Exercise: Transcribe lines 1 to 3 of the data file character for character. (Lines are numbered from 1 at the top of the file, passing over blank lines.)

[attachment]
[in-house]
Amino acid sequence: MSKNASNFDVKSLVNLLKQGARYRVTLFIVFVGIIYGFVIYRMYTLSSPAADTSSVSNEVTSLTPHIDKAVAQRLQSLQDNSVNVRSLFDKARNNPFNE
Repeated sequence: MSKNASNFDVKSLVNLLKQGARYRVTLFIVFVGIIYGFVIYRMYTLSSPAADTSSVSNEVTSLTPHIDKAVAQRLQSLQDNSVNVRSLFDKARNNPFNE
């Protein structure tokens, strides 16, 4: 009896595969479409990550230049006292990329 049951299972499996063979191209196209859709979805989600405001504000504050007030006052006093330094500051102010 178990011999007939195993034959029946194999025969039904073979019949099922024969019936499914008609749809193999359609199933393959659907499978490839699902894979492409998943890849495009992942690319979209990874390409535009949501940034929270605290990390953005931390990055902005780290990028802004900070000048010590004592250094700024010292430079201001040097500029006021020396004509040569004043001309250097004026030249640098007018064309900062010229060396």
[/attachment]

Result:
[in-house]
Amino acid sequence: MSKNASNFDVKSLVNLLKQGARYRVTLFIVFVGIIYGFVIYRMYTLSSPAADTSSVSNEVTSLTPHIDKAVAQRLQSLQDNSVNVRSLFDKARNNPFNE
Repeated sequence: MSKNASNFDVKSLVNLLKQGARYRVTLFIVFVGIIYGFVIYRMYTLSSPAADTSSVSNEVTSLTPHIDKAVAQRLQSLQDNSVNVRSLFDKARNNPFNE